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GOP states urge Supreme Court to allow border policy defense

Texas, Arizona and others want to defend the Title 42 rule in place of the Biden administration

The Supreme Court building as seen in December.
The Supreme Court building as seen in December. (Celal Gunes/Anadolu Agency via Getty Images)

A group of Republican-led states urged the Supreme Court on Wednesday to let them join litigation to defend pandemic-related border restrictions, warning a decision otherwise could pave the way for presidents to improperly abandon policies they dislike from their predecessors.

More than a dozen states, including Texas and Arizona, filed a brief that accused the Biden administration of failing to sufficiently defend the so-called Title 42 policy in court in a deliberate effort to rescind the directive outside of the regulatory process.

The court filing is the latest in a lengthy legal saga over the border rule, which was implemented under the Trump administration and allows border agents to turn away asylum-seekers on public health grounds.

The states’ request to join the case was shot down by the U.S. Court of Appeals for the District of Columbia Circuit, and the Supreme Court will review that single issue in this case.

The states told the justices in their brief that the administration’s tactics in this case “are corrosive to the rule of law and the authority of federal courts” and will allow future presidential administrations to circumvent the policy-making procedures established by the Administrative Procedure Act.

If the Supreme Court “blesses that gambit by affirming the D.C. Circuit, the Court and the country can expect to see the same tactic employed whenever a presidential administration decides it prefers to eliminate a preceding administration’s rules without the hassle of APA rulemaking,” they wrote.

The states also contended that their request to join the case was “plainly timely,” and that they have shown the government’s defense of the Title 42 policy falls short.

A federal judge struck down the policy in November and ordered it to terminate the following month. While the Biden administration has appealed the ruling and continued to defend the legality of the Title 42 rule in court, the government did not request to keep the policy in place while legal challenges continue.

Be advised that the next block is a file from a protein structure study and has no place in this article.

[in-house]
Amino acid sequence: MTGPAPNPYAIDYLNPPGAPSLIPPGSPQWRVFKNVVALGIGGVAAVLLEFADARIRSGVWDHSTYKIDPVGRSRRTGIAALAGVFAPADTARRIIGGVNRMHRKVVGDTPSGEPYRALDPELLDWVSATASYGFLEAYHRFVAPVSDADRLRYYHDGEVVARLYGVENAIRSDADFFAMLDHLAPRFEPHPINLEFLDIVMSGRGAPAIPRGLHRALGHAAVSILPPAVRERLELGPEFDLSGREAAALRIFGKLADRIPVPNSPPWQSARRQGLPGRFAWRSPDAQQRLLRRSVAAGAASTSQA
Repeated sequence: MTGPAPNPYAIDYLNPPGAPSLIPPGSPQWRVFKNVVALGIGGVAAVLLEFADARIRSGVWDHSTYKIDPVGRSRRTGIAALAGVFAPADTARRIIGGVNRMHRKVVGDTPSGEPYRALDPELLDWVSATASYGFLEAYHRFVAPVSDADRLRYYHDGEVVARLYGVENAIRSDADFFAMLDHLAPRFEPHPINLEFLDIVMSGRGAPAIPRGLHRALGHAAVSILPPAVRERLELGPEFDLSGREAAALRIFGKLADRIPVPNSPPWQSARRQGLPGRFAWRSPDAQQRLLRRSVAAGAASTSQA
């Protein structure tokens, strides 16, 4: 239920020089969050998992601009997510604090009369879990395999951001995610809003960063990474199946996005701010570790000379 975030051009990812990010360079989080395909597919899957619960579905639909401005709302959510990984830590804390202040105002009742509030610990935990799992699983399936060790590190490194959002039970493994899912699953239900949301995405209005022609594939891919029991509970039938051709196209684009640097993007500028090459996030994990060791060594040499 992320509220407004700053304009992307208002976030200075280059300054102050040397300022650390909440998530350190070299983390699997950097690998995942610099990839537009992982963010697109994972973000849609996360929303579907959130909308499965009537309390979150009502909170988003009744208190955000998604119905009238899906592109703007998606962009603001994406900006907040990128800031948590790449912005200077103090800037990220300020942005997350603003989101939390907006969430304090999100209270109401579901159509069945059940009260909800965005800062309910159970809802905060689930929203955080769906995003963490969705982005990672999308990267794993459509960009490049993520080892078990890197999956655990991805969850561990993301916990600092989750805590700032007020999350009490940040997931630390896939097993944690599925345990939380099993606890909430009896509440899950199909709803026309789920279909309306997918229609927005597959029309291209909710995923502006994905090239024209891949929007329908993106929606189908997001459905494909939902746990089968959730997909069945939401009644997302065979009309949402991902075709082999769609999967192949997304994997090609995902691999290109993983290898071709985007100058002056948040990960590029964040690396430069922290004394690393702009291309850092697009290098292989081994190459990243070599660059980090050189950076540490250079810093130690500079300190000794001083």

This prompted the state coalition to step in and ask to defend the border policy in the government’s place. But the D.C. Circuit rejected the states’ request, concluding it came too late in the litigation.

Last month, the Supreme Court halted the court-ordered termination of the Title 42 rule, keeping the policy in effect for now while it considers the states’ broader request. Oral argument is scheduled for March 1, nearly three years after the border policy was first put into effect.

If the high court ultimately decides to grant the states’ request, it will greenlight continued litigation surrounding the Title 42 policy and likely result in the border policy remaining in place for months longer.

The policy has caused rancor on Capitol Hill. Congressional Republicans and some moderate Democrats have been wary of efforts to end the Title 42 policy, which has allowed Republicans to use division on the issue to hold up unrelated legislation.

Border agents have expelled a migrant under Title 42 more than 2.3 million times since the policy was established in March 2020. The American Civil Liberties Union, which challenged the directive in court on behalf of migrant families, has argued the Title 42 rule violates the U.S.’s legal obligations to consider asylum claims.

Meanwhile, encounters with migrants at the border — which include some repeat encounters with those expelled under Title 42 — have remained high. Border agents logged more than 465,000 migrant encounters in October and November alone, according to government data.

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